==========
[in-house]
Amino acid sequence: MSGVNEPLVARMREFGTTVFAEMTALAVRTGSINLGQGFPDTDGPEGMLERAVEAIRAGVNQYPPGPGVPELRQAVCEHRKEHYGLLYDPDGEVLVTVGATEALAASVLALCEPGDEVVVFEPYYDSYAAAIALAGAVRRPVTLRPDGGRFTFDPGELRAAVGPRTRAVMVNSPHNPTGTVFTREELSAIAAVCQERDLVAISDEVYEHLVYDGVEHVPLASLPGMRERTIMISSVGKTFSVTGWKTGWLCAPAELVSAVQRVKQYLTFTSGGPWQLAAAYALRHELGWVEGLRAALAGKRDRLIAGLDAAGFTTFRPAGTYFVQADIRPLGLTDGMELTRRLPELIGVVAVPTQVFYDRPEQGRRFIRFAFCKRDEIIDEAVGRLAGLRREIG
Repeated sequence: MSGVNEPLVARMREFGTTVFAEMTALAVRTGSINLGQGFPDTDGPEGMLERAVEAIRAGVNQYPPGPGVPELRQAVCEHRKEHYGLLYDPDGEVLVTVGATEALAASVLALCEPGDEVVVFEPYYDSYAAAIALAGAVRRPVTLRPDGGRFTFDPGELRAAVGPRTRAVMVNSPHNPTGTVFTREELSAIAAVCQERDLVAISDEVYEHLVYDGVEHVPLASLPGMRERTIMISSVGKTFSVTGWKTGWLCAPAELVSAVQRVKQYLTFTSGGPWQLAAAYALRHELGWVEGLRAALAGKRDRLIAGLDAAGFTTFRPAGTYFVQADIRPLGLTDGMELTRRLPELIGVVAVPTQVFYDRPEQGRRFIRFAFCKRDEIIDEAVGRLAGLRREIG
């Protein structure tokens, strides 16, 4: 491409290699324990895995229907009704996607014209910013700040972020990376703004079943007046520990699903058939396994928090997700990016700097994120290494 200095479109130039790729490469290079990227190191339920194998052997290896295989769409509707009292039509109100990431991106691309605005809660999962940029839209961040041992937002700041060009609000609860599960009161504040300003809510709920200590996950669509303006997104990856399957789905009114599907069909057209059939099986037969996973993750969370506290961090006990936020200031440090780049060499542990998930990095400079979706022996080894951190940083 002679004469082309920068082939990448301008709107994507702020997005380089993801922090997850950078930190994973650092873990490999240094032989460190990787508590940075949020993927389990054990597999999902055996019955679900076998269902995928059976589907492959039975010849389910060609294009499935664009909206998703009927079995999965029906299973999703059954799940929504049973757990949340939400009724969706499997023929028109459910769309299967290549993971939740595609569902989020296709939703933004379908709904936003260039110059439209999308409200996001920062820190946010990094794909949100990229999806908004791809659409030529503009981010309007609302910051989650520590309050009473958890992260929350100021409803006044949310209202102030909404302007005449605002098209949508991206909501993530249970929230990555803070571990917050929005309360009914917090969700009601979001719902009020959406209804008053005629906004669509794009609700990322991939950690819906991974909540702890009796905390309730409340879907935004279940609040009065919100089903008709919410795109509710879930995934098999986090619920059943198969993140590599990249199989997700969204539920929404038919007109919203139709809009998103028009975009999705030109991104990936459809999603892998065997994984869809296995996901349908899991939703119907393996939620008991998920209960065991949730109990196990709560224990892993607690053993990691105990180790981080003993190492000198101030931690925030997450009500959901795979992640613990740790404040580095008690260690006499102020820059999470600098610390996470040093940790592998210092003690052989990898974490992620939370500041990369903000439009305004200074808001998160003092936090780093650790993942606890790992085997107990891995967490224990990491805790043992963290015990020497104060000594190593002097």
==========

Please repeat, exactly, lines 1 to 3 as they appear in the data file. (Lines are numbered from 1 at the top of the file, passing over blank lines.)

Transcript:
[in-house]
Amino acid sequence: MSGVNEPLVARMREFGTTVFAEMTALAVRTGSINLGQGFPDTDGPEGMLERAVEAIRAGVNQYPPGPGVPELRQAVCEHRKEHYGLLYDPDGEVLVTVGATEALAASVLALCEPGDEVVVFEPYYDSYAAAIALAGAVRRPVTLRPDGGRFTFDPGELRAAVGPRTRAVMVNSPHNPTGTVFTREELSAIAAVCQERDLVAISDEVYEHLVYDGVEHVPLASLPGMRERTIMISSVGKTFSVTGWKTGWLCAPAELVSAVQRVKQYLTFTSGGPWQLAAAYALRHELGWVEGLRAALAGKRDRLIAGLDAAGFTTFRPAGTYFVQADIRPLGLTDGMELTRRLPELIGVVAVPTQVFYDRPEQGRRFIRFAFCKRDEIIDEAVGRLAGLRREIG
Repeated sequence: MSGVNEPLVARMREFGTTVFAEMTALAVRTGSINLGQGFPDTDGPEGMLERAVEAIRAGVNQYPPGPGVPELRQAVCEHRKEHYGLLYDPDGEVLVTVGATEALAASVLALCEPGDEVVVFEPYYDSYAAAIALAGAVRRPVTLRPDGGRFTFDPGELRAAVGPRTRAVMVNSPHNPTGTVFTREELSAIAAVCQERDLVAISDEVYEHLVYDGVEHVPLASLPGMRERTIMISSVGKTFSVTGWKTGWLCAPAELVSAVQRVKQYLTFTSGGPWQLAAAYALRHELGWVEGLRAALAGKRDRLIAGLDAAGFTTFRPAGTYFVQADIRPLGLTDGMELTRRLPELIGVVAVPTQVFYDRPEQGRRFIRFAFCKRDEIIDEAVGRLAGLRREIG